If there’s one thing that I’ve learned from playing The Walking Dead it’s that I’m fairly certain I would do very, very poorly in a zombie infested apocalypse. I just can’t imagine myself murdering someone while Clemy, (it’s what I call Clementine, don’t judge me) is watching. I constantly feel compelled to try and save what sense of morality and hope that she clings onto in a world filled with terror. Needless to say, I’d probably get us all killed.
Yet, this is exactly why The Walking Dead is so much fun. It isn’t fast paced. It isn’t needlessly gory, but instead it creates an experience that allows you to explore the human condition in one of its most fragile states, desperation.
This is the entire premise of Episode 2 “Starved For Help”, and it executes it to damn near perfection.
Three months after the events of the first episode, the group is quite literally starving for help. The game begins with Lee having a conversation with a brand new character, Mark, as they venture into the wilderness surrounding the Motel to hunt.
While it’s easy to feel lost, the game does a great job of filling in the gaps through the well-crafted dialogue. The conversation reveals that Lee and the others found Mark barricaded in safety, with enough food for the entire group. With this information in hand it’s easy to see that his inclusion wasn’t necessarily let’s help everyone, but more of a let’s help ourselves type situation.
As with nearly any event in The Walking Dead their hunting trip goes horribly wrong. Lee faces an extremely brutal choice to be made that really does a great job of making you feel like the weight of the decision. I made my choice and winded up bringing back more survivors. This is where tensions run high. The strain on the group takes a heavy toll, as rations are now being divided out. Many see the new additions to the group as simply more mouths to feed, and with rations limiting you to feeding 4 out of the 10 survivors, you truly feel the added pressure. Having to choose who needs to eat, and who needs to starve a little longer, is a heavy decision to bear that is surprisingly more difficult than it would appear until you actually make the call.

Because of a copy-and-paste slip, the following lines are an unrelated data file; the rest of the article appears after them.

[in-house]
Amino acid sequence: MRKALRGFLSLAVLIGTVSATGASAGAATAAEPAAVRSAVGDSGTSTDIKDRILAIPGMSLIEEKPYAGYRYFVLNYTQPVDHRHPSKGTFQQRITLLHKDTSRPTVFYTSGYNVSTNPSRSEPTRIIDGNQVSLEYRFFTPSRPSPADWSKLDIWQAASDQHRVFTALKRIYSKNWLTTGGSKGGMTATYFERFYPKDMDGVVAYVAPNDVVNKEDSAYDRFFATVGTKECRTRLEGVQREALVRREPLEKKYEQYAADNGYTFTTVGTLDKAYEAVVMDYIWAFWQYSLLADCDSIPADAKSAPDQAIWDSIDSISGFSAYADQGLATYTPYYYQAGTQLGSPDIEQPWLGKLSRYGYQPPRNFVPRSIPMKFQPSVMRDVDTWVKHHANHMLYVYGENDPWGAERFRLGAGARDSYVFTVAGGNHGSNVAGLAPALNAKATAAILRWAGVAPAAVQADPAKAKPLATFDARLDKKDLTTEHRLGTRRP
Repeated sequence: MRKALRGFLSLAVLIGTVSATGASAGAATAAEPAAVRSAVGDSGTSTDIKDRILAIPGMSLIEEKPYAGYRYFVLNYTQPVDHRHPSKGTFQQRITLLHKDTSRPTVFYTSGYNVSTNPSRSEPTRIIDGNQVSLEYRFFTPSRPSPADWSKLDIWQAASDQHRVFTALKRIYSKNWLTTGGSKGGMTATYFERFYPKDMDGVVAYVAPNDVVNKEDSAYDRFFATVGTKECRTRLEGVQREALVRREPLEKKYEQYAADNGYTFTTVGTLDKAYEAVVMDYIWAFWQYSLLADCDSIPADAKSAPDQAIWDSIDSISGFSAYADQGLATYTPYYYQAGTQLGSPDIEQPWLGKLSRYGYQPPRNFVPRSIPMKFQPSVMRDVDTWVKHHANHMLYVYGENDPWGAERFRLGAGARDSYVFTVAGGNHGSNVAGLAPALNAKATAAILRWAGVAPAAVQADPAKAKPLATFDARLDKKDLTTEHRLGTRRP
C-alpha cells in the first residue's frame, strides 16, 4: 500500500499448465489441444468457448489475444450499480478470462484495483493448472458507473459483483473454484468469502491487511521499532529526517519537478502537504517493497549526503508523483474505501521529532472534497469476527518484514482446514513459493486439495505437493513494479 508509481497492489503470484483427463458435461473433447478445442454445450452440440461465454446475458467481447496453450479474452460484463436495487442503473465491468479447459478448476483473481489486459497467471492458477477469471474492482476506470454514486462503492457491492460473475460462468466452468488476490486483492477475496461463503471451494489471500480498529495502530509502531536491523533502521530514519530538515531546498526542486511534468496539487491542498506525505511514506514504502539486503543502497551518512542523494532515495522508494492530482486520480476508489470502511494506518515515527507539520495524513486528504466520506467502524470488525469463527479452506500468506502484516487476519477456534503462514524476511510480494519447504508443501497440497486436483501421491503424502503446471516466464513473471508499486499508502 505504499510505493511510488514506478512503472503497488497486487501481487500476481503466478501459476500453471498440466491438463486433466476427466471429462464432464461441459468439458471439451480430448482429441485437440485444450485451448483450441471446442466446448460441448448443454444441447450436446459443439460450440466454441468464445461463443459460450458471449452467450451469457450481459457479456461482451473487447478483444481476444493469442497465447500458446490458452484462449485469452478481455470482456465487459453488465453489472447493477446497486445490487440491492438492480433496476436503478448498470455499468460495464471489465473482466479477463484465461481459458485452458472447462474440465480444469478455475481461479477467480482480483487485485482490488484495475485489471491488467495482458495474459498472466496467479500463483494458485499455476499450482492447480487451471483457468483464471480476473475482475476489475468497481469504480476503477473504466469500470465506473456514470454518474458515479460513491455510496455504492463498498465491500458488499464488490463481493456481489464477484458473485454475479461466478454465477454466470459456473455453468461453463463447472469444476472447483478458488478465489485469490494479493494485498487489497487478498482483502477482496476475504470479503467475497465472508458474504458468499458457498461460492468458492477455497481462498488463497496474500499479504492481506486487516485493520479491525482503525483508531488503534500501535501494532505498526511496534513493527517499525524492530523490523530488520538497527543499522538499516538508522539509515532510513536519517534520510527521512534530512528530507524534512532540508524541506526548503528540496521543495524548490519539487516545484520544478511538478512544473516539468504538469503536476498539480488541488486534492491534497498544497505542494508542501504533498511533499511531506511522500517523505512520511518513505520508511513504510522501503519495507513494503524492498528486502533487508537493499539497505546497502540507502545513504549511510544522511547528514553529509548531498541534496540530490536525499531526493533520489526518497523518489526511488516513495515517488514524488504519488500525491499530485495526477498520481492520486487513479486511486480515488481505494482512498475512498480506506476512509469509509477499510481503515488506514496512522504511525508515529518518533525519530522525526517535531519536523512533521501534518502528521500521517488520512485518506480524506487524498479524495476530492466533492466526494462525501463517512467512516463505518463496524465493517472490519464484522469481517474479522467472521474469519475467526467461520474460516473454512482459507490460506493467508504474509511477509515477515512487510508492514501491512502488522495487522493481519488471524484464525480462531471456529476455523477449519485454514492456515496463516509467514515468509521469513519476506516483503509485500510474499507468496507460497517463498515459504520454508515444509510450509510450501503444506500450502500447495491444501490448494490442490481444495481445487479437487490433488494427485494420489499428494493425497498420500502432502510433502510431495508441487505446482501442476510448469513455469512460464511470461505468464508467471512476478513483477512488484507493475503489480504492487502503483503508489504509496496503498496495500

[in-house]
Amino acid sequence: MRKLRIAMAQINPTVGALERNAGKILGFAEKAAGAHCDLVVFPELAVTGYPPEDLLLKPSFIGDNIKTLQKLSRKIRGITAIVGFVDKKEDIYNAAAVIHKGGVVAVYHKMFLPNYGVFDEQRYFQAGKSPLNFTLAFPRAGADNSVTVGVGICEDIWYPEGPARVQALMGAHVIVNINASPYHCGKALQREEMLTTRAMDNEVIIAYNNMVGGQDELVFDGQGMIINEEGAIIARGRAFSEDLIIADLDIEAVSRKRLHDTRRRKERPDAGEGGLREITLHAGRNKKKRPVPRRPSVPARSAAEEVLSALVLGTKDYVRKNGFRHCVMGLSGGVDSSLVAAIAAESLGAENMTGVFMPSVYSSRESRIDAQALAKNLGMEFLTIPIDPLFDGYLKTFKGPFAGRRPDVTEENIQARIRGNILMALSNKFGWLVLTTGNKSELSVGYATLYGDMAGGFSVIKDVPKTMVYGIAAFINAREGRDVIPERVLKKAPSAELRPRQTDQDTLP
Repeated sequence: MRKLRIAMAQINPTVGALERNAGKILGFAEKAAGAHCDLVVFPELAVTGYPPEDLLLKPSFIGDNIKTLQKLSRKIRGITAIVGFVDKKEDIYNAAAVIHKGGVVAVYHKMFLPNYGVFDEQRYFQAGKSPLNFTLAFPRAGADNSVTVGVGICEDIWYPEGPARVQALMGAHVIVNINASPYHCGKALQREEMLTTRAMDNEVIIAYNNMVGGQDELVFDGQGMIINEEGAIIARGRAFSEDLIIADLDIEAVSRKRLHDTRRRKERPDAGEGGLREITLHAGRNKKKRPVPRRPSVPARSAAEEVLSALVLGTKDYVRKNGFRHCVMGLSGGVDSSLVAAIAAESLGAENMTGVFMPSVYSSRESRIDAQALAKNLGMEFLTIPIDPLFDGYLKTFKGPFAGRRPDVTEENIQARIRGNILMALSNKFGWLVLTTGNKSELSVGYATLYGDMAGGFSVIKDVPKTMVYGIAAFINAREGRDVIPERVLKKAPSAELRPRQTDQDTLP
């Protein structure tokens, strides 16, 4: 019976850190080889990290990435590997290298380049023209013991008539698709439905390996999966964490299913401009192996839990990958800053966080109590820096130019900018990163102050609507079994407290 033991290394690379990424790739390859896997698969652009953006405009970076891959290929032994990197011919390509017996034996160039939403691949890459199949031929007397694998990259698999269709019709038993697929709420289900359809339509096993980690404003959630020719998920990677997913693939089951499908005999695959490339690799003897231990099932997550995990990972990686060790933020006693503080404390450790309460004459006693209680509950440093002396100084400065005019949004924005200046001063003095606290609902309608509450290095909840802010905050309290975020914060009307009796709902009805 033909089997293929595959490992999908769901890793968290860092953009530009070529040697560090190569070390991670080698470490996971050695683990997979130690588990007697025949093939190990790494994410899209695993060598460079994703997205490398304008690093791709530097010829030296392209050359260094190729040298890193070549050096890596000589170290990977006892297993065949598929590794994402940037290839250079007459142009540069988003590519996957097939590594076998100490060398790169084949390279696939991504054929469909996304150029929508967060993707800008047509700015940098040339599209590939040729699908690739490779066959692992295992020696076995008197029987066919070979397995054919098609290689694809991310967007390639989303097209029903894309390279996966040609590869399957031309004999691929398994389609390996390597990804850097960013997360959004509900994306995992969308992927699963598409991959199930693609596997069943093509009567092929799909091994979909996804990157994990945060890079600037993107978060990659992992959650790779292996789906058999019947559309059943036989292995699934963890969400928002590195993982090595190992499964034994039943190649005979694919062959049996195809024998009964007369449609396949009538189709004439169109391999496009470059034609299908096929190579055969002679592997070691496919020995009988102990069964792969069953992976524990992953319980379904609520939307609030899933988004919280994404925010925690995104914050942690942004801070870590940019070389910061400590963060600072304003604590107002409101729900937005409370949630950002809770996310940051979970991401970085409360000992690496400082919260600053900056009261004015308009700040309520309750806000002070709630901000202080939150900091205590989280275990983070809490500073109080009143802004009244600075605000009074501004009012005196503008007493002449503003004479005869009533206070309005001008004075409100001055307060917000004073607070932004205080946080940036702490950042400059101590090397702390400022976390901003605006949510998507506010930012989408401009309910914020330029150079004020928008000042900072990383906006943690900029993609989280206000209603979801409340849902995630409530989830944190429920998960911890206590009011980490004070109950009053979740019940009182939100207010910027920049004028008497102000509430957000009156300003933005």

Yet, my innermost paternal instincts had me saying, “Here Clemy, have this apple. Shut up Larry, I don’t care if you’re hungry.”
After Clemy was fed, I tip-toed away from feeding Duck…who names their kid Duck anyways? I hope the writers throw in a scene where someone has to call out to Duck to…duck, and lets all see how great of a name it is then. I’m looking at you Kenny.
Once the tough decisions are made, two survivors show up offering to trade gas for food. Lee and a small group follow the man, Andrew St. John, to his family’s dairy farm. What they find is a dairy farm that with any luck is a beacon of hope in a sea of death. However, in the world of The Walking Dead, nothing is ever what it seems.
This is definitely one of those times.
Starved For Help can feel slow at times for fans that are looking for a full-blown zombie slaughtering title, and if that’s you, be sure to look elsewhere. The events of the game are all an enormous build up to a disturbing conclusion. The game snatches up themes from the comic, and does an excellent job of conveying the dangers within the world. No one is safe, ever. This world is a much deadlier place to live in. Not because of the Walkers, but the survivors in it. We definitely get our “taste” of that in Starved For Help.
Playing through The Walking Dead is like writing your own issue of Kirman’s excellent comic series. It’s impressive that Telltale has captured the essence of the series so well. However, the game is weighed down slightly by animation issues, sound drop-out, and laggy transitions between scenes. Luckily, these won’t significantly hurt your experience, but they do prevent the game from fully immersing you into the story and world. With any luck Telltale can hammer out these issues before the next issue launches.
The Walking Dead continues to excel at presenting the danger that comes from living in a world filled with Walkers. You never know what will be waiting around the corner. The weight of decisions that can increase tension, or the split-second decisions where a person’s life is in your hands create a tension that isn’t found in many games. You feel that for a short-while you are living in the terrifying world of The Walking Dead, and it’s a great experience to have from the safety of your air conditioning and sofa.
Starved For Help relays the sense of desperation facing the survivors with well-tuned writing, difficult choices, and an array of conflict. Telltale Games continues to capture the essence of the comics, and the instinct that continues to drive humanity in times of hopelessness, survival.
The Walking Dead is available now for download on Xbox 360, and will be available on PS3 and PC this Friday.